This is why we can see the film as both a subtle film about a love affair, but just as easily a film about a subtle non-affair. It both retreats from and pushes further into the problem addressed by Last Year at Marienbad. Where Resnais’ film generated an ambiguity so completely that its affect was chiefly in the form rather than in the situation, In the Mood for Love balances out the affect between characterization and form, between the importance of the formal properties of the material to produce feeling, and the immediate diegesis that might have us asking such banal questions as if they’ve made love and if so when. Such questions might seem naive responses, too narratively focused responses to so complex a work of art as Wong’s film, but to pretend that it isn’t a dimension of the experience would be naiver still. On the other hand, Last Year at Marienbad asks a more abstract question and formulates it very abstractly indeed. Did something happen last year at Marienbad or this year? To ask such a question is already to enter the realm of an epistemological nightmare, to wonder what has happened to being for such a question to be posed. To muse over whether a couple we might know have yet become close is a common enough enquiry and In the Mood for Love not only isn’t above it, but generates many of its affects out of it. As Wong says, “I think these two characters are drawn together by this suspicious gossip and they bond. They have a secret they don’t want other people to know…they want to be decent, they want to be respectable.” (Bomb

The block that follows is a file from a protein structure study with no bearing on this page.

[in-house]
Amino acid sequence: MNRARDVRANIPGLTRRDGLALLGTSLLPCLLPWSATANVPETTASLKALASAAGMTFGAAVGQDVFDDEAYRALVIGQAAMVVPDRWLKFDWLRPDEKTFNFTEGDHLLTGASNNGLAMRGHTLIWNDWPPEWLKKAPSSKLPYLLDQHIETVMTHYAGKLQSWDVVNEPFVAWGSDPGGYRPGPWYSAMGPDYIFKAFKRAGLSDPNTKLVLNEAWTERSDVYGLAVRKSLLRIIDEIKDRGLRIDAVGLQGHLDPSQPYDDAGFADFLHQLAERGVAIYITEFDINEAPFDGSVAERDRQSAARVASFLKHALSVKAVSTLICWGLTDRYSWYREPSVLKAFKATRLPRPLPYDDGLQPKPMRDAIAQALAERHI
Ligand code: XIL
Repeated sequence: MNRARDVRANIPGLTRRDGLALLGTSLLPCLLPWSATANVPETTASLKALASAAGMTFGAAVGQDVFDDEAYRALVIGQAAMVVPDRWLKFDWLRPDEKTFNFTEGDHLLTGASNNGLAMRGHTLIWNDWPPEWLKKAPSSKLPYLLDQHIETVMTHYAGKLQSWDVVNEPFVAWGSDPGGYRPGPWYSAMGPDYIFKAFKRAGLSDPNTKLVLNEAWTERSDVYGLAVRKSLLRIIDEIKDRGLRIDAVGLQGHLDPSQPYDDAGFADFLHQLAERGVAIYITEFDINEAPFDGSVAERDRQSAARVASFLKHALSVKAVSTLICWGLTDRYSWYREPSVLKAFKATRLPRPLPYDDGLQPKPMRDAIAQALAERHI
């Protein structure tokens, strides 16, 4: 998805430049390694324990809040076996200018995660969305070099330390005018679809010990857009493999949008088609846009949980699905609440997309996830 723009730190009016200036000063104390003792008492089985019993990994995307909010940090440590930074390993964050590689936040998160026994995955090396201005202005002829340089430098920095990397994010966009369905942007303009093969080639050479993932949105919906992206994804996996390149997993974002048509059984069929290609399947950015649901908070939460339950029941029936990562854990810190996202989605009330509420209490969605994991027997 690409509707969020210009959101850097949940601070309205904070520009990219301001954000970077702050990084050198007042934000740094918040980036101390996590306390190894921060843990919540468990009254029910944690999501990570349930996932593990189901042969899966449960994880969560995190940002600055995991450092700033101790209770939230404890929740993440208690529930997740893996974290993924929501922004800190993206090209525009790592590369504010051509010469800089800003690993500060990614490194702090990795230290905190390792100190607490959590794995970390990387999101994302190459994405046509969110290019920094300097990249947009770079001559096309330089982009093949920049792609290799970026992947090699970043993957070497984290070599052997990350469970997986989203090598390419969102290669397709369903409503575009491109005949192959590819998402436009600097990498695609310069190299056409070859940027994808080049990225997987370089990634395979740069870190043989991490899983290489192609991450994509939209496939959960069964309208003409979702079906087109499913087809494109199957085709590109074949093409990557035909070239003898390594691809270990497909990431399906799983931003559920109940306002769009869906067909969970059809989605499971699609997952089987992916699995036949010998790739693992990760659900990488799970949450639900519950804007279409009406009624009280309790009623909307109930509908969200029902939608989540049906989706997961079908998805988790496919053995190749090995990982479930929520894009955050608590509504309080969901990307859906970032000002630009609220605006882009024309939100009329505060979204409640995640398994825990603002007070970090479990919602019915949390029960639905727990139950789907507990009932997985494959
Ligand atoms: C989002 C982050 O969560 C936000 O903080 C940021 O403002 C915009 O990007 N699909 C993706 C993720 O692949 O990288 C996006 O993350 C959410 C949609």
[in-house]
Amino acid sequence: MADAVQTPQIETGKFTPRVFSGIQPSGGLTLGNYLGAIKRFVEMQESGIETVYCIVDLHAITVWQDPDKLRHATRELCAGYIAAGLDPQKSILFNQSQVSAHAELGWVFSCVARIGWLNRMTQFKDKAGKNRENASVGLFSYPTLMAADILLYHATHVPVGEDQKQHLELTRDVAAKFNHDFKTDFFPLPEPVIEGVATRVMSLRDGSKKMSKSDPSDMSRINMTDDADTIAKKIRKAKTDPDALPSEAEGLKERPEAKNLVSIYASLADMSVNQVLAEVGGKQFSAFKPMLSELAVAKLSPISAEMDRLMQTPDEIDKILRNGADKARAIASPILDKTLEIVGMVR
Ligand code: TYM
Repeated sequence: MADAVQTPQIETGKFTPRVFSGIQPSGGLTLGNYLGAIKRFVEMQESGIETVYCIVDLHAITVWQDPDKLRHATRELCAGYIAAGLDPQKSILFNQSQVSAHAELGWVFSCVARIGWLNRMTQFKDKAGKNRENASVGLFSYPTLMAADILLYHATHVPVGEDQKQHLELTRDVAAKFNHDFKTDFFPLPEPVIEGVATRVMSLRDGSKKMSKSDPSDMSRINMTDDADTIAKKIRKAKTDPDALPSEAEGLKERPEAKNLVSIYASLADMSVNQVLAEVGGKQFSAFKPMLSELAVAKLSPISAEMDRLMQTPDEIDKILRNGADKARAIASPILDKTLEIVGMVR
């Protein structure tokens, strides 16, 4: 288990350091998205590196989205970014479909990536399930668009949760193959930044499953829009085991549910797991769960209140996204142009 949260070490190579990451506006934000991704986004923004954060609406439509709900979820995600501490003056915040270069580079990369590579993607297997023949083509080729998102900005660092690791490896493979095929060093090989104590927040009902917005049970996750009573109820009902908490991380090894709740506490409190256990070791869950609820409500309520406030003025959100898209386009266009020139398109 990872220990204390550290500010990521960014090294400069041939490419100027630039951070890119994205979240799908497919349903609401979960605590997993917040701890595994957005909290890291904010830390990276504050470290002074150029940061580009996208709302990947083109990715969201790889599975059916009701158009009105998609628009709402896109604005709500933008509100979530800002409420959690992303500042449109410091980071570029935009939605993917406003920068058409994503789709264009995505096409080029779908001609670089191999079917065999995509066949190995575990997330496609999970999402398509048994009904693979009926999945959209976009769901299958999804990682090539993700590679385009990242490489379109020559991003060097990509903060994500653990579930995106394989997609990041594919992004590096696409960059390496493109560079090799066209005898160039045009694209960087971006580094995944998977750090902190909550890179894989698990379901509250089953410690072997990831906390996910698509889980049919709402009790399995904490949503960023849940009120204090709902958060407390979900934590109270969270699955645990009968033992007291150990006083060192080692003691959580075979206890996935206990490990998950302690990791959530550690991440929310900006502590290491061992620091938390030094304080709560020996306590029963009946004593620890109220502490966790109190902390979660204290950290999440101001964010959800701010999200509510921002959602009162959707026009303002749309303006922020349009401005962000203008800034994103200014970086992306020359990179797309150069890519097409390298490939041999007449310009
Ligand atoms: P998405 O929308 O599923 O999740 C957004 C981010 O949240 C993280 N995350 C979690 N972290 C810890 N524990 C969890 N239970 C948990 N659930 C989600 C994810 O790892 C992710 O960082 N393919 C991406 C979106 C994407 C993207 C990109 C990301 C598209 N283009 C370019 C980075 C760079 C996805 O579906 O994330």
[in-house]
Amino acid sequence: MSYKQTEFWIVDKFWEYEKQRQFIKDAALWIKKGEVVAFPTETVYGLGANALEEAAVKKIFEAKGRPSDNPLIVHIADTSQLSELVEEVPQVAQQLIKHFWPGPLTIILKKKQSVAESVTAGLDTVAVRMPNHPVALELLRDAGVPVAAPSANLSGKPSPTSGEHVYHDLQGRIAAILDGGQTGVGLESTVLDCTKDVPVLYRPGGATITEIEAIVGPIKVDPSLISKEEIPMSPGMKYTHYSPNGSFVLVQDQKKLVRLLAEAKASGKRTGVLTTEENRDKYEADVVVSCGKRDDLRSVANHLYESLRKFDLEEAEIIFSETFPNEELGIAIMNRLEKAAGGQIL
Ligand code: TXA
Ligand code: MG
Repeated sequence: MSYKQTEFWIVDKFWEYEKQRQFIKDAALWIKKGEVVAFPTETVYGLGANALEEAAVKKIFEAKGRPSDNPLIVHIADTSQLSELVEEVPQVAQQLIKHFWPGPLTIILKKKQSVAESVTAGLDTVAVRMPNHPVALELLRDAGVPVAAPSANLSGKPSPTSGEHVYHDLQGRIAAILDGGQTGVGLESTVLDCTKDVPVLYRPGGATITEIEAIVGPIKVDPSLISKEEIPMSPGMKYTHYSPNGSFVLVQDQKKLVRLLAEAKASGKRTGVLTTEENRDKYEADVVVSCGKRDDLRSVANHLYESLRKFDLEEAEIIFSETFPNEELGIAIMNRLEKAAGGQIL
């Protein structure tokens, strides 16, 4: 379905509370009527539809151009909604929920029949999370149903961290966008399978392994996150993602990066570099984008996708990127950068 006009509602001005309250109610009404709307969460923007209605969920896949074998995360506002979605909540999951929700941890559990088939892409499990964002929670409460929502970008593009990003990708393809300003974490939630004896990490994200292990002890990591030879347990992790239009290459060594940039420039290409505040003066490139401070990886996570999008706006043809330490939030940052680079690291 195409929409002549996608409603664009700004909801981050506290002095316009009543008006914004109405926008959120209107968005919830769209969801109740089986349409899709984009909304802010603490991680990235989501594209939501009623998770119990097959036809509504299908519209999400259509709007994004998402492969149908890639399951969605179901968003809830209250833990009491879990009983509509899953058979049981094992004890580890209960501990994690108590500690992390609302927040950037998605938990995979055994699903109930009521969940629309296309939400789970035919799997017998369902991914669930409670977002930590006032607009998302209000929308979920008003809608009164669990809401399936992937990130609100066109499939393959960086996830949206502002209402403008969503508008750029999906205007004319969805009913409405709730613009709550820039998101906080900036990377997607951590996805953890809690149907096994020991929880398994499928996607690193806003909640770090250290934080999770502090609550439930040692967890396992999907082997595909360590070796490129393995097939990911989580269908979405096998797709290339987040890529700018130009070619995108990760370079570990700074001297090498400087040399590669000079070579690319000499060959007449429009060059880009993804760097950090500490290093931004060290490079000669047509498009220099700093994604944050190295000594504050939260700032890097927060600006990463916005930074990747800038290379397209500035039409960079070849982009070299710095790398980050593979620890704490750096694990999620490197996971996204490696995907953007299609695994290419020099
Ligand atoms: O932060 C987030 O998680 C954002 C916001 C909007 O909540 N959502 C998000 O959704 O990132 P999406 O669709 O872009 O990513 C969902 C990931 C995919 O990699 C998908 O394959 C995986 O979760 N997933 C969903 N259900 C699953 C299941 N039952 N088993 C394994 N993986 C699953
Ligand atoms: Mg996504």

While Wong offers a sociological approach to their apparent sexual diffidence, other people-centred options offer themselves. Tony Hughes-d’Aeth reckons in ‘Psychoanalysis and the Scene of Love’ “the logic of their perversion is clearer. As it is with any pervert, the game is to displace actual (ie. consequential) sex to its fantastic version. (Film & History) Hughes-d’Aeth adds “Belonging to the imaginary, the primal scene is strictly wordless. Each spouse attempts to channel the wish of his or her rival, to enter into a direct identification, at the level of speech, with the one who defeats them. (For Mrs Chan this is Mrs Chow, for Mr Chow this is Mr Chan.)” Our purpose isn’t to agree with Wong, or Hughes-D’Aeth, only to say how easy it is to read the film through society and characterisation. Such an approach to Last Year at Marienbad would be unproductive if not impossible. Nothing might stop the psychoanalytically inclined writer to see trauma in Last Year at Marienbad, but to do so they would have to entertain the level of abstraction the film is working within, that conventional notions of characterisation are hard to find, just as the abstract environment of the large house and grounds, half out of time and space (Marienbad doesn’t exist as an actual locale as Hong Kong obviously does) refuses ready perceptual coordinates.